5:3 Seth was born in the 130th year of Adam's life, and probably the murder of Abel was not long before. Many other sons and daughters were born to Adam besides Cain and Abel before this; but no notice is taken of them, because an honourable mention must be made of his name only, in whose loins Christ and the church were. But that which is most observable here concerning Seth, is, that Adam begat him in his own likeness after his image - Adam was made in the image of God; but when he was fallen and corrupted, he begat a son in his own image, sinful and defiled, frail and mortal, and miserable like himself; not only a man like himself, consisting of body and soul; but a sinner like himself, guilty and obnoxious, degenerate and corrupt. He was conceived and born in sin, #Psa 51:5|. This was Adam's own likeness, the reverse of that Divine likeness in which Adam was made; but having lost it himself he could not convey it to his seed.

5:5 In the day Adam ate forbidden fruit, he became mortal, he began to die; his whole life after was but a forfeited condemned life, nay it was a wasting dying life; he was not only like a criminal sentenced, but as one already crucified, that dies slowly and by degrees.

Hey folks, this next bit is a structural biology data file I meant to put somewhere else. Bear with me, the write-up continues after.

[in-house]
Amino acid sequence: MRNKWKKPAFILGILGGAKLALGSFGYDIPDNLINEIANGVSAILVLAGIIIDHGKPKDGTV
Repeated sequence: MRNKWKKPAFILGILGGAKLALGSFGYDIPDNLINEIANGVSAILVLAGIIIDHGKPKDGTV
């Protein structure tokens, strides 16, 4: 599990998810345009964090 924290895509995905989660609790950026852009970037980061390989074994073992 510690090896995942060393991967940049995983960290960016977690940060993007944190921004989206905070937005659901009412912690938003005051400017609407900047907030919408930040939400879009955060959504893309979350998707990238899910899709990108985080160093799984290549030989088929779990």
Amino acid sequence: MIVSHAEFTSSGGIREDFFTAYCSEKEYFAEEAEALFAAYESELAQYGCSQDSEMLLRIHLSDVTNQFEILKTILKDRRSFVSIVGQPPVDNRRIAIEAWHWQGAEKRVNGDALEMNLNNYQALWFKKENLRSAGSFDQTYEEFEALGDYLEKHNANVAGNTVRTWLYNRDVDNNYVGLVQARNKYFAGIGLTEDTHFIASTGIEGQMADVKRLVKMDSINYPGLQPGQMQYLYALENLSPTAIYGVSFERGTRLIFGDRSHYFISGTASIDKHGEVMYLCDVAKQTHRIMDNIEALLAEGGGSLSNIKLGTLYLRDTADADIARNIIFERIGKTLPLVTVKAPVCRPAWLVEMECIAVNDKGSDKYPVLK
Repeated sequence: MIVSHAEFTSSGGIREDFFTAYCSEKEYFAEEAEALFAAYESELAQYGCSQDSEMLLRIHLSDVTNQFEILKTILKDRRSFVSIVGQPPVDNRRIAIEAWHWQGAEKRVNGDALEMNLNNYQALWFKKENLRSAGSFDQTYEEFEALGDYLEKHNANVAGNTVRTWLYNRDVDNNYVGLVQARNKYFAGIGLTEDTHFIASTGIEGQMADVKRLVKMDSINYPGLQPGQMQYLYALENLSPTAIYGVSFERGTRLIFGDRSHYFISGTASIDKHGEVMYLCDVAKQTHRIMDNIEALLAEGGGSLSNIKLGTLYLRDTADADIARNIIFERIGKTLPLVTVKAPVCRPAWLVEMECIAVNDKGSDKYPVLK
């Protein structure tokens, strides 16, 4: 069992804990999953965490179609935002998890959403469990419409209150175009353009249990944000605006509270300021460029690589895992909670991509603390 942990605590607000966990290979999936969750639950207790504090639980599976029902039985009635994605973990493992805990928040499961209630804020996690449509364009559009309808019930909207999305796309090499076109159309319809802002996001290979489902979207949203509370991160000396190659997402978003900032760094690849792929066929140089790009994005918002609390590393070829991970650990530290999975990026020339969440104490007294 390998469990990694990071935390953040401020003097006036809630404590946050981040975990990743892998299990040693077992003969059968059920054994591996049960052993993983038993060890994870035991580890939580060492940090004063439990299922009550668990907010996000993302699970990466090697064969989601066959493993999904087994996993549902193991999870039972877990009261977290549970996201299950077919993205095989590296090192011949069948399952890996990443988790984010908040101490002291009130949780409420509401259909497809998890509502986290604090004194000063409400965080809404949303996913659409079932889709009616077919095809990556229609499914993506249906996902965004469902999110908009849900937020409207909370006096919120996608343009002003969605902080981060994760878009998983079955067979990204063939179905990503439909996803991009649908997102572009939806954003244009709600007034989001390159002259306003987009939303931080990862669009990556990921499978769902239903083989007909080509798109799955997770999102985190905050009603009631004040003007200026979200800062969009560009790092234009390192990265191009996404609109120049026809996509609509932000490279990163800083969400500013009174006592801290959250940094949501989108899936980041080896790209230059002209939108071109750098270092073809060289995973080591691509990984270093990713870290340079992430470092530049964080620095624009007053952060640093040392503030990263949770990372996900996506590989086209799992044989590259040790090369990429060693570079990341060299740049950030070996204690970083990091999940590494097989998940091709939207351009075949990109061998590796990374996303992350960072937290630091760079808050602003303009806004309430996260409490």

5:6-19 We have here all that the Holy Ghost thought fit to leave upon record concerning five of the patriarchs before the flood, Seth, Enos, Cainan, Mahalaleel, and Jared. There is nothing observable concerning any of those particularly, tho' we have reason to think they were men of eminency, both for prudence and piety: But in general, observe how largely and expressly their generations are recorded. We are told how long they lived that lived in God's fear, and when they died, that died in his favour; but as for others it is no matter: the memory of the just is blessed, but the name of the wicked shall rot. That which is especially observable, is, that they all lived very long; not one of them died 'till he had seen the revolution of almost eight hundred years, and some of them much longer; a great while for an immortal soul to be imprisoned in an house of clay. The present life surely was not to them such a burden as commonly it is now, else they would have been weary of it; nor was the future life so clearly revealed then, as it is now under the gospel, else they would have been impatient to remove it. Some natural causes may be assigned for their long life in those first ages. It is very probable that the earth was more fruitful, the products of it more strengthening, the air more healthful, and the influences of the heavenly bodies more benign before the flood than they were after. Though man was driven out of paradise, yet the earth itself was then paradisaical; a garden in comparison with its present state: and some think, that their knowledge of the creatures and their usefulness both, for their food and medicine, together with their sobriety and temperance, contributed much to it; yet we do not find that those who were intemperate, as many were, #Luke 17:27|, as short - lived as temperate men generally are now. It must therefore chiefly be resolved into the power and providence of God; he prolonged their lives, both for the more speedy replenishing of the earth, and for the more effectual preservation of the knowledge of God and religion, then when there was no written word, but tradition was the channel of its conveyance. All the patriarchs here (except Noah) were born before Adam died, so that from him they might receive a full account of the creation, paradise, the fall, the promise, and those divine precepts which concerned religious worship and a religious life: and if any mistake arose, they might have recourse to him while he lived, as to an oracle, for the rectifying of it, and after his death to Methuselah, and others that had conversed with him; so great was the care of Almighty God to preserve in his church the knowledge of his will, and the purity of his worship.